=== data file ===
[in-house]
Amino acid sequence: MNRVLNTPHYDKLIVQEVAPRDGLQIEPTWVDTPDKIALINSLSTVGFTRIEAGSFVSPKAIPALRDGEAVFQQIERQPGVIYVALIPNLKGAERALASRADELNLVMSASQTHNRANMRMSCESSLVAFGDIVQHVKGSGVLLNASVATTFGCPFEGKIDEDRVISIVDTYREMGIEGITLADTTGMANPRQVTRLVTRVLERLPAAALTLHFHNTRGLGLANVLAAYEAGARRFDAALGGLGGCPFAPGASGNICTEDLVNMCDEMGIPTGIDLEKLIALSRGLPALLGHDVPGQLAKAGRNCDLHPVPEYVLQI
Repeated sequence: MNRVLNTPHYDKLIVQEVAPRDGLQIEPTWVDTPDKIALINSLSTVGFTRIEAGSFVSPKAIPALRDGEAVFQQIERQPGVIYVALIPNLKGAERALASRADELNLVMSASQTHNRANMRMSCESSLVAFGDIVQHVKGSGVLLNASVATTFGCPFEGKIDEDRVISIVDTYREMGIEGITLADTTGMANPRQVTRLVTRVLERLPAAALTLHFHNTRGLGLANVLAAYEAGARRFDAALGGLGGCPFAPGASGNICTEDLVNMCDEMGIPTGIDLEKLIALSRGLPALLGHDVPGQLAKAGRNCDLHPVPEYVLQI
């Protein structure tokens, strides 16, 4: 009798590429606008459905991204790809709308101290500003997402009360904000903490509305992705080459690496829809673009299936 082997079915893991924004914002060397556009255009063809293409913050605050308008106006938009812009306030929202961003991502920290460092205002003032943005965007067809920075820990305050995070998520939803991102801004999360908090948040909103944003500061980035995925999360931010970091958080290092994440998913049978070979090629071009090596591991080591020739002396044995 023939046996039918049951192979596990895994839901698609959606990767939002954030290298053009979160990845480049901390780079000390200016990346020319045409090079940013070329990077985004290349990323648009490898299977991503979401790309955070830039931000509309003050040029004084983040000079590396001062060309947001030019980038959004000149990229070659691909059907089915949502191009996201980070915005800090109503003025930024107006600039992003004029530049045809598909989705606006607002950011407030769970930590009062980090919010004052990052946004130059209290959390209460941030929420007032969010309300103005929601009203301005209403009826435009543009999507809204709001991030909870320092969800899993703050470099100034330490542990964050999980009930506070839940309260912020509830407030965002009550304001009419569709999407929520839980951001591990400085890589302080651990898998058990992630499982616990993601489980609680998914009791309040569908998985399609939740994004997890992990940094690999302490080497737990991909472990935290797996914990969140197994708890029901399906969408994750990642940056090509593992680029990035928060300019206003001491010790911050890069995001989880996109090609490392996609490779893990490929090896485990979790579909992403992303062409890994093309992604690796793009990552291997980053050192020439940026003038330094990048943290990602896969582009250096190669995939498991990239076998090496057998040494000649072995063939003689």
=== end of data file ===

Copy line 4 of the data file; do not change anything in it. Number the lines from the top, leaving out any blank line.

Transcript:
């Protein structure tokens, strides 16, 4: 009798590429606008459905991204790809709308101290500003997402009360904000903490509305992705080459690496829809673009299936 082997079915893991924004914002060397556009255009063809293409913050605050308008106006938009812009306030929202961003991502920290460092205002003032943005965007067809920075820990305050995070998520939803991102801004999360908090948040909103944003500061980035995925999360931010970091958080290092994440998913049978070979090629071009090596591991080591020739002396044995 023939046996039918049951192979596990895994839901698609959606990767939002954030290298053009979160990845480049901390780079000390200016990346020319045409090079940013070329990077985004290349990323648009490898299977991503979401790309955070830039931000509309003050040029004084983040000079590396001062060309947001030019980038959004000149990229070659691909059907089915949502191009996201980070915005800090109503003025930024107006600039992003004029530049045809598909989705606006607002950011407030769970930590009062980090919010004052990052946004130059209290959390209460941030929420007032969010309300103005929601009203301005209403009826435009543009999507809204709001991030909870320092969800899993703050470099100034330490542990964050999980009930506070839940309260912020509830407030965002009550304001009419569709999407929520839980951001591990400085890589302080651990898998058990992630499982616990993601489980609680998914009791309040569908998985399609939740994004997890992990940094690999302490080497737990991909472990935290797996914990969140197994708890029901399906969408994750990642940056090509593992680029990035928060300019206003001491010790911050890069995001989880996109090609490392996609490779893990490929090896485990979790579909992403992303062409890994093309992604690796793009990552291997980053050192020439940026003038330094990048943290990602896969582009250096190669995939498991990239076998090496057998040494000649072995063939003689």